Hunter has always been just a few steps ahead of his younger brother in height, sometimes barely an inch.  Both have been on the small side.  Right now, Hunter is 4 feet 7.5 inches and Jaren is 4 feet 6 inches.  While he loves his brother, you can see him deflate when people ask him if they are twins.  Just about everyone asks him if they are twins.

As a parent you worry for your kids.  So, I have read the studies about ADHD boys and growth.  Done my praying for forgiveness, "Really it was just a joke...short girls and tall boys are fine.  Or just make them tall.  I could carry a step stool around so we can see eye to eye when I give them a learning experience."  I have held out hope that, like the studies indicate, in the end they will be close to, if not as tall as their adult male counterparts.  They dipped so heavily in their father's end of the gene pool with everything else, there has to be height in there somewhere.

In the end, nothing is more satisfying than buying several pairs of new shoes every month or two, because his feet are growing.  Disproportionally big feet, long apes arms, lanky legs, for right now he is growing like an animated character, one awkward stage at a time.  But he is finally growing!  I can totally deal with hearing the 75 Pound song over and over again. 

You might even catch me singing it myself..."Seventy-five pounds, he is seventy-five pounds!"

Tuesday, May 10, 2011

Mother's Day Family Planning Meeting -- A Present in Itself

My husband, Mark, asked Hannah to take notes during our family meeting this morning.  We have family meetings all the time as a way to handle issues or get organized and headed the same direction.  This one was special because the kids had planned to do a big Spring clean for Mother's Day.  Basically, at the end of the meeting he wanted there to be a list of jobs and assignments.  

These meetings take forever in our house for obvious reasons.  We spend more time exiting the freeway onto some tangent and getting back on track more than we actually stay on track.  They are, however, terribly entertaining.

The kids heard Mark asked Hannah to take notes and they all scattered to get notebooks.  Hannah is our one non-ADHD child, he wanted a comprehensive check list everyone could follow.  He tried to stop everyone before they got too far off track.  It wasn't working.  Seeing as they were already coming back with notebooks in hand, I thought this might be a fun experiment.  Let them all take notes, then we'll compare them, and see what information each child actually took in.

Mark got the meeting started again, "Okay,"  The heads went down, pencils to paper, they were ready and writing, "okay" was recorded.  I chuckled.   This was going to be interesting.  Lists and divisions of jobs were recorded.  Important instructions were recorded, "After Rachel is finished with laundry she helps Jaren with his quest for power."  I don't remember that but more than one person recorded it so it must have been said.

Mariah took a great deal of liberties with her list.  It was clearly a soapbox moment more than a checklist of jobs.  Most of it -- even the actual list of instructions -- are wrong.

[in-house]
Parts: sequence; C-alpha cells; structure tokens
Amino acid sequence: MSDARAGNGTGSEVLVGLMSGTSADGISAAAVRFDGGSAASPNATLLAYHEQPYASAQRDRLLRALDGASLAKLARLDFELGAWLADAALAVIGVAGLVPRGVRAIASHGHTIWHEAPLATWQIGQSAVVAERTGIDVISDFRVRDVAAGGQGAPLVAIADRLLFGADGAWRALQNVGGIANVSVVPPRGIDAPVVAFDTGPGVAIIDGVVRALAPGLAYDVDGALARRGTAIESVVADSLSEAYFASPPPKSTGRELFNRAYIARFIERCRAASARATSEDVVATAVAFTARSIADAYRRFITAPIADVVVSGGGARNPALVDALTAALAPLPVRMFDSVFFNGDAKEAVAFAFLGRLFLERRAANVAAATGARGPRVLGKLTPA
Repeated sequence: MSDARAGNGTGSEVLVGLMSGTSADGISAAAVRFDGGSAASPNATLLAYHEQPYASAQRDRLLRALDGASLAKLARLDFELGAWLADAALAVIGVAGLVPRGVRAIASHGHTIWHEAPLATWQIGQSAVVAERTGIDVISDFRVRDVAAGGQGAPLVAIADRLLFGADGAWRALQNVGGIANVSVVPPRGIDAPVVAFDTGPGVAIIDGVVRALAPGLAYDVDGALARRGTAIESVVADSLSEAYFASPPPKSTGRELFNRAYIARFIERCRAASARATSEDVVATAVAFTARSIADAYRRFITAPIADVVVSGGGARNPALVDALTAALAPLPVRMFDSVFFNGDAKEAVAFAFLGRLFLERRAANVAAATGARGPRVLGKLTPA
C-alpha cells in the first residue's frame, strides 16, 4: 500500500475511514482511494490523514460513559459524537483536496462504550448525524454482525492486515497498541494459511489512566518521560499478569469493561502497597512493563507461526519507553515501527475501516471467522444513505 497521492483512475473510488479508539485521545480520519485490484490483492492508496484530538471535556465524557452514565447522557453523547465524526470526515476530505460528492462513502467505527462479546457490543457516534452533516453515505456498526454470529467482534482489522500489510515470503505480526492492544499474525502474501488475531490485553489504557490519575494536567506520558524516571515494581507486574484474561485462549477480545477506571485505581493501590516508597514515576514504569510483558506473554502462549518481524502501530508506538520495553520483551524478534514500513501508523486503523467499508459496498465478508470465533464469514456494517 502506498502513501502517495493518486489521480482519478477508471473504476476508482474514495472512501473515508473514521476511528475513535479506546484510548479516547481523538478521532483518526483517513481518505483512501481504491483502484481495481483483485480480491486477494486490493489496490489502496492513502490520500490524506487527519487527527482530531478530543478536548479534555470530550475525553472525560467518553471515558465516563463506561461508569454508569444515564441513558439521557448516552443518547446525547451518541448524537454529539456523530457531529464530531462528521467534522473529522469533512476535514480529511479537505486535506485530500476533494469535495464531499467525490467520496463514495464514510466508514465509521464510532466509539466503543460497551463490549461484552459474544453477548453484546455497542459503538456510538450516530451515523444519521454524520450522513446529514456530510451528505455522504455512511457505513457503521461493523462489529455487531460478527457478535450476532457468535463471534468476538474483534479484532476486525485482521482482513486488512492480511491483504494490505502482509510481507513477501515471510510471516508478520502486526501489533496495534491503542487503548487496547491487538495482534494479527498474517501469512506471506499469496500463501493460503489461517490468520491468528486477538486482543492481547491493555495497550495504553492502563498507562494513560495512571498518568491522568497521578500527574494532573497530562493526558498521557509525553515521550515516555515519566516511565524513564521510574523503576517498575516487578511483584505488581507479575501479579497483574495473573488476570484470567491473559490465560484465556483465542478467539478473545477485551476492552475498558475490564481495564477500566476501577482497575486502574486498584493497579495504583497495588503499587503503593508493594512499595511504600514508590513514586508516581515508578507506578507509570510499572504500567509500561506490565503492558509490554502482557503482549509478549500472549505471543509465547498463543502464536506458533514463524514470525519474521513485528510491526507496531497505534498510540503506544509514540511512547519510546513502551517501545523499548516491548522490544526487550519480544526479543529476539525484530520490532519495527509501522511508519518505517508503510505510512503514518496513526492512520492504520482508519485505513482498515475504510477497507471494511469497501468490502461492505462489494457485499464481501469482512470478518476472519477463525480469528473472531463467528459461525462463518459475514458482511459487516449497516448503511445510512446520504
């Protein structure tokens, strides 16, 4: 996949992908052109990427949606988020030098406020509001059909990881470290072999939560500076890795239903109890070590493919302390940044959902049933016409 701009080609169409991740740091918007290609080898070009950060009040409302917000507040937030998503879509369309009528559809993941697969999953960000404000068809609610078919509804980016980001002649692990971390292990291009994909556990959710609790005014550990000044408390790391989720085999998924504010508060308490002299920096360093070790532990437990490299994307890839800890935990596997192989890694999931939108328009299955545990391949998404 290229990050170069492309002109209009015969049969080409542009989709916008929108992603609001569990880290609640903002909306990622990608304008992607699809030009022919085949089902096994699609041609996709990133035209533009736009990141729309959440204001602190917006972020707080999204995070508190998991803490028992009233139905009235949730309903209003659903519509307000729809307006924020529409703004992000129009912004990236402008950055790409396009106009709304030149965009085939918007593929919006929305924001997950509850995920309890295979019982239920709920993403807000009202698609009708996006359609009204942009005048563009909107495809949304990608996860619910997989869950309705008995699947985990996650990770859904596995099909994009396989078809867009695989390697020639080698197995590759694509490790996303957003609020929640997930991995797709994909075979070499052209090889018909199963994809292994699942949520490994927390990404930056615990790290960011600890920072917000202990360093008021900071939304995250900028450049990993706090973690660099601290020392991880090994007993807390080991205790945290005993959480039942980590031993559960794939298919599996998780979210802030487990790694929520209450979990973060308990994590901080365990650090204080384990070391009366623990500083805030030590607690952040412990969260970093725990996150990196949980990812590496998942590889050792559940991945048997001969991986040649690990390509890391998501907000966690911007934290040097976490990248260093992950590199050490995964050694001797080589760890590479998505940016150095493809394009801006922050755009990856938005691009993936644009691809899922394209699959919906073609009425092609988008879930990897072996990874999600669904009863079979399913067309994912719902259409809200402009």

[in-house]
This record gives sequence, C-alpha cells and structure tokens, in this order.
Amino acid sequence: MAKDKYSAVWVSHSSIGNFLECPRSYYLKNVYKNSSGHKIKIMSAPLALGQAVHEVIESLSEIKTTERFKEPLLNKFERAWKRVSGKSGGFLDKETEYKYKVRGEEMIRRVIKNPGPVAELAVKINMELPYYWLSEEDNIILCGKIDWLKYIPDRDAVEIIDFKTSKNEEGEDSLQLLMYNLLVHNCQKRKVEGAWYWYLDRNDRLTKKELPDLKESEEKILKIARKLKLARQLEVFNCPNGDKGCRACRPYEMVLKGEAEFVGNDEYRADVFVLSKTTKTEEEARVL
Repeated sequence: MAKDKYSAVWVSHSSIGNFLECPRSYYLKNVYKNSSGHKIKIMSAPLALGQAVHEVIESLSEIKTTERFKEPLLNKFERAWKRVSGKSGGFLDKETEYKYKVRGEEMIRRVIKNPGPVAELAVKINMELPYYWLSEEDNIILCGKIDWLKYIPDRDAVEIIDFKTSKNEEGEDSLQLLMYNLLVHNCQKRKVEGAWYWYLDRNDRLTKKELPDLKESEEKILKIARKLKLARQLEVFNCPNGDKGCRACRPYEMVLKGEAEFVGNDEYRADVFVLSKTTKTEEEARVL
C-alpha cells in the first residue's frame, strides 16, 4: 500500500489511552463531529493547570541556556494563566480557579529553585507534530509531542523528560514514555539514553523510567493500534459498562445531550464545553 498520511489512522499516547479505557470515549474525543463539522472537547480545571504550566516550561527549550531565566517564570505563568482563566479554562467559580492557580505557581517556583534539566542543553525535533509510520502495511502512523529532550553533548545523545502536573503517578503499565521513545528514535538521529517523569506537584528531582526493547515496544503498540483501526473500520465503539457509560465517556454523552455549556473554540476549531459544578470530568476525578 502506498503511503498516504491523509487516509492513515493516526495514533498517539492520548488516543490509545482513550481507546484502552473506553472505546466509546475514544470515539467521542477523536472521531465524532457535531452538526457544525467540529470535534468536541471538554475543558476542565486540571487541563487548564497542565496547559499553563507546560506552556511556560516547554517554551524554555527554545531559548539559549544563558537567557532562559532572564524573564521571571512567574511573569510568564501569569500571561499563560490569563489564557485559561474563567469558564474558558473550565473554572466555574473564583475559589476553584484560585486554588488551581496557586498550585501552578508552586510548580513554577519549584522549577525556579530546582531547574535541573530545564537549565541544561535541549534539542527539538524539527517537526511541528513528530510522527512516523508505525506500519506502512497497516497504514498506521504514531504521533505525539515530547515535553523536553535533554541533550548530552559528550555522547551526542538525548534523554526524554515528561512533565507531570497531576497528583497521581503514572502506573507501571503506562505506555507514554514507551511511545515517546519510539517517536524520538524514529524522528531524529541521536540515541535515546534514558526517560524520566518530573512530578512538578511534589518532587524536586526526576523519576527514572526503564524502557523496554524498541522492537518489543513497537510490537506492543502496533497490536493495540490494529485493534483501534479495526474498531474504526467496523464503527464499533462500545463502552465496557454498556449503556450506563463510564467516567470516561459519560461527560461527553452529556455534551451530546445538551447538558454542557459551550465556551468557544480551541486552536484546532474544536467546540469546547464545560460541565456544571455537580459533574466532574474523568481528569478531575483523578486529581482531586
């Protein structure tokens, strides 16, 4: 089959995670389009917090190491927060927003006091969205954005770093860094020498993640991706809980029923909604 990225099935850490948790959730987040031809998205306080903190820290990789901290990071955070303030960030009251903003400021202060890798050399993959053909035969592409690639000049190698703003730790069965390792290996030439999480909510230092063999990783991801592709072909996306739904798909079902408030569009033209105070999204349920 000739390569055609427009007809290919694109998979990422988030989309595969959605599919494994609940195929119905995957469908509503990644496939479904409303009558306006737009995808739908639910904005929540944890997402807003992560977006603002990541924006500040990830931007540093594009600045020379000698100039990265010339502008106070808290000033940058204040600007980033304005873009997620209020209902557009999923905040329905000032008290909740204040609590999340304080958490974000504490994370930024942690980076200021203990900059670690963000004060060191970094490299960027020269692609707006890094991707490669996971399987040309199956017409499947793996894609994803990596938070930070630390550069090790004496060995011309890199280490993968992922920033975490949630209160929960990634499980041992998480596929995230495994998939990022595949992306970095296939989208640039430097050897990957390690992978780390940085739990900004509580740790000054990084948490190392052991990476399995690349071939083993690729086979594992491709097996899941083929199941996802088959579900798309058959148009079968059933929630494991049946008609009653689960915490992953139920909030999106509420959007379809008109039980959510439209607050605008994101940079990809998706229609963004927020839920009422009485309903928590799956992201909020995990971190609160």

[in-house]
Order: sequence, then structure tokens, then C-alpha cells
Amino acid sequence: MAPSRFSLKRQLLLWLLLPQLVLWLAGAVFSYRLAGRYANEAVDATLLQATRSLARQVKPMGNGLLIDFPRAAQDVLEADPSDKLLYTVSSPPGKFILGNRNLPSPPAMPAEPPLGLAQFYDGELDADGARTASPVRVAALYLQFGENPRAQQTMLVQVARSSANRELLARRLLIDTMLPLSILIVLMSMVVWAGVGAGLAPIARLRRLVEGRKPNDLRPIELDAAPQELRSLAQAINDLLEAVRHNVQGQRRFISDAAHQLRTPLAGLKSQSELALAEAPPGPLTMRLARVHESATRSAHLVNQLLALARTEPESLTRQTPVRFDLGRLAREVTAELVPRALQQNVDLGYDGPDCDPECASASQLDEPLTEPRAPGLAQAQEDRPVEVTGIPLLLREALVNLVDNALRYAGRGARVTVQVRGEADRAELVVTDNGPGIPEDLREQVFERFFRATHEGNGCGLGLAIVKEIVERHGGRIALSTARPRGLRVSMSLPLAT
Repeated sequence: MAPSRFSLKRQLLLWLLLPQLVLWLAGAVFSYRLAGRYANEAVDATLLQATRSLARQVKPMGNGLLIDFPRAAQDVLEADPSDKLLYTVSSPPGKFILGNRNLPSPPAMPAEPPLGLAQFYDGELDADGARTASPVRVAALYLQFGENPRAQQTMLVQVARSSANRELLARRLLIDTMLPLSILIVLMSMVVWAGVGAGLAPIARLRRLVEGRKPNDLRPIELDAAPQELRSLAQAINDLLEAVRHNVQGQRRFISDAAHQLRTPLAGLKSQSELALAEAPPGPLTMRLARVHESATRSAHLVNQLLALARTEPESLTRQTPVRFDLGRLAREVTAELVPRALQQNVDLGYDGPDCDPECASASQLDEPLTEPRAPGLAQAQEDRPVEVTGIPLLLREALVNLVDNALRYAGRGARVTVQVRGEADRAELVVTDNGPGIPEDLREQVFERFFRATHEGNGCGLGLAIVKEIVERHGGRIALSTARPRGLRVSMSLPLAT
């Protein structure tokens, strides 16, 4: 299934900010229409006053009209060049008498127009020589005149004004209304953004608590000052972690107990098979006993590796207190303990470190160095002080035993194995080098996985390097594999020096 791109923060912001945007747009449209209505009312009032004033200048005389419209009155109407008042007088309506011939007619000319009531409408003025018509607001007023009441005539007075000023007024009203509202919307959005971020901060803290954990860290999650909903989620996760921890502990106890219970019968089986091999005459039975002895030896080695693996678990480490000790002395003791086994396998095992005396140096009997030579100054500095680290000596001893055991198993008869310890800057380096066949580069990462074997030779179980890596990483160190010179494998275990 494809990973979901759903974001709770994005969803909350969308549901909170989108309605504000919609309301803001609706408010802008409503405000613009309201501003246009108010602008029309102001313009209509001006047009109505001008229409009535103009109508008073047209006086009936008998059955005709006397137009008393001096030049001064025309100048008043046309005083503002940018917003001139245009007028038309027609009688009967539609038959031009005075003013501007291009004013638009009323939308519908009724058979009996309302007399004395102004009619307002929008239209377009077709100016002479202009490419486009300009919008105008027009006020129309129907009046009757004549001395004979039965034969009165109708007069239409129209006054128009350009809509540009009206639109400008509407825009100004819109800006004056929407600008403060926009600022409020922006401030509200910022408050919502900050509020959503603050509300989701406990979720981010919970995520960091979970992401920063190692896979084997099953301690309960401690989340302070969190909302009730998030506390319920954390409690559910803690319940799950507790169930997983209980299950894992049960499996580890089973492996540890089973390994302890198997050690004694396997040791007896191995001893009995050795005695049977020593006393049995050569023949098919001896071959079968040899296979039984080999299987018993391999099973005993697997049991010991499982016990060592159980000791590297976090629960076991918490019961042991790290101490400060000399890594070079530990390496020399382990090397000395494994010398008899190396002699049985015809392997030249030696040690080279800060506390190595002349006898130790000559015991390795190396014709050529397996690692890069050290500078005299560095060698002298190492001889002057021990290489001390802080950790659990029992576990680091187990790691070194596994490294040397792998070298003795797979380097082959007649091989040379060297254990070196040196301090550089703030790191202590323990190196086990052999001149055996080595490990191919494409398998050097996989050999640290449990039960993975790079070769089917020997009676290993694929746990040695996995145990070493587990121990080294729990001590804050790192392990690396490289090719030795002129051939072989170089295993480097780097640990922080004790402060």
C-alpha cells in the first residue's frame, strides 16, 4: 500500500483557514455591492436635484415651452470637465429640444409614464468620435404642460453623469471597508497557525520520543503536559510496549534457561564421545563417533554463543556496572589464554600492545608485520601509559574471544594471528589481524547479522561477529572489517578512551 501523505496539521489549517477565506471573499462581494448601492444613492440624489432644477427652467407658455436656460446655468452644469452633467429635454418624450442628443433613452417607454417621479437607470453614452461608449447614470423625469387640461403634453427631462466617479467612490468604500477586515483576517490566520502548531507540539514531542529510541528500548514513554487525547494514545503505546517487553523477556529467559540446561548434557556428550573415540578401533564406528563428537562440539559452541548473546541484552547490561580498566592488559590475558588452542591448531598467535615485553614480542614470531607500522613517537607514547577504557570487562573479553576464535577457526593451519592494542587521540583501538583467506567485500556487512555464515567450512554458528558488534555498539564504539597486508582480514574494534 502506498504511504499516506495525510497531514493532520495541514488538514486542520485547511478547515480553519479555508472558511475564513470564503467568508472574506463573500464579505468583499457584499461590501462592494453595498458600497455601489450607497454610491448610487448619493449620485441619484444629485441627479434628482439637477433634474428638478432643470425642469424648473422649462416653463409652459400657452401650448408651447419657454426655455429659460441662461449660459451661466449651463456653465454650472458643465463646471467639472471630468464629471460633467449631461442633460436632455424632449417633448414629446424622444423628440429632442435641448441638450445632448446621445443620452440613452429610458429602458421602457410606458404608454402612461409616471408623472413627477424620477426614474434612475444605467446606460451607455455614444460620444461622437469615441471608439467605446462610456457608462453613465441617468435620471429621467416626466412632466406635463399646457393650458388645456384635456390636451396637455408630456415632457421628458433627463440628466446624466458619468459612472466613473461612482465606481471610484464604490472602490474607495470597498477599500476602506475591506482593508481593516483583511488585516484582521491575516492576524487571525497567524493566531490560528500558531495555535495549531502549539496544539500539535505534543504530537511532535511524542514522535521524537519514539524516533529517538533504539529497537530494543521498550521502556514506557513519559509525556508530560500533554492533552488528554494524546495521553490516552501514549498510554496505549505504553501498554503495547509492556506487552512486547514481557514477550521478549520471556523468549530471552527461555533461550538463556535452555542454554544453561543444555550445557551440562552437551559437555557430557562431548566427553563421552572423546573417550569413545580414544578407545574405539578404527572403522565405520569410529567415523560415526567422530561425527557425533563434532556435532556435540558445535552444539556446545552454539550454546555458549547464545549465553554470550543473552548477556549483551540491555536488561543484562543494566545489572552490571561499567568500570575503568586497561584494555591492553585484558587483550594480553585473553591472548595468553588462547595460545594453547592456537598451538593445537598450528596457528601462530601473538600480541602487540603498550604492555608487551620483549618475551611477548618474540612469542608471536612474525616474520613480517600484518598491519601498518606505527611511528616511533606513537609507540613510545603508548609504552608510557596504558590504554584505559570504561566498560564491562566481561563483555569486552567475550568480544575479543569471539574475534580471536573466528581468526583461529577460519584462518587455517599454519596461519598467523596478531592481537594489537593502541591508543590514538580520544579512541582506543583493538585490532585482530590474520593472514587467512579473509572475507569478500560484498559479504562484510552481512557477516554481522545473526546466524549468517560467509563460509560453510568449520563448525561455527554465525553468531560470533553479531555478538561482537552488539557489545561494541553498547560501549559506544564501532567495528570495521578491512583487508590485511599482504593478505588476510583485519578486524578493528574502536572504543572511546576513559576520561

NOTES for family meeting 5.6.2011

*Delilah  likes pistachios (one of our little dogs)
Team Leaders
Fernando, Rachel, Mariah (that's me!) 
Hannah- clean and organize bathroom
*Rachel is not found a adequate candidate for team captain by many of her siblings.
Rachel would have been shot by a firing squad and does not take this meeting seriously.
Watch for her grabbing clubs with spikes and ointment - red flag
She, Rachel, did not text back and fancies me a rear end
She, Rachel, is negative about the outcome of this meeting
She reminisces about corn dog princess and burrito man
Daddy is thinking
Hunter is paired with Fernando
Rachel, just --nevermind
The counter is the bane of his (daddy's) existence
Rachel enjoys placing blame on others.  She is the butt of our jokes.
Funeral potatoes
Mary Margaret has the girls bathroom.  She is not on a team.
Daddy places blame with out basis in fact.
...I am the Alpha and Omega
We are giving Mum a clean house for Mother'sDay
Rachel is the on-call paramedic and in-charge... conditionally 
Jaren is our team leader and the power is going to his head and coming out his ears
After Rachel is done with laundry she helps Jaren with his quest for power and glory

It was a fun meeting, a great present, and a wonderful Mother's Day.

Monday, May 9, 2011

On a Scale of One to Five, Definitely a Five

Thank you, Shonda Schilling, for your wonderful book about your experience raising your son!  In her book, The Best Kind of Different, one of the techniques she uses to teach appropriate levels of reaction to situations by rating situations and the appropriate reactions on a scale of one to five.  One being a casual almost non-reaction, five being an justifiably upset reaction to a serious situation.

This was similar to a system we used with our daughter.  It wasn't to help her judge where her reactions should lie to circumstances.  It was to help her recognize when she was heading towards a meltdown or explosion from over stimulus.  To teach her how to recognize when and how to get help.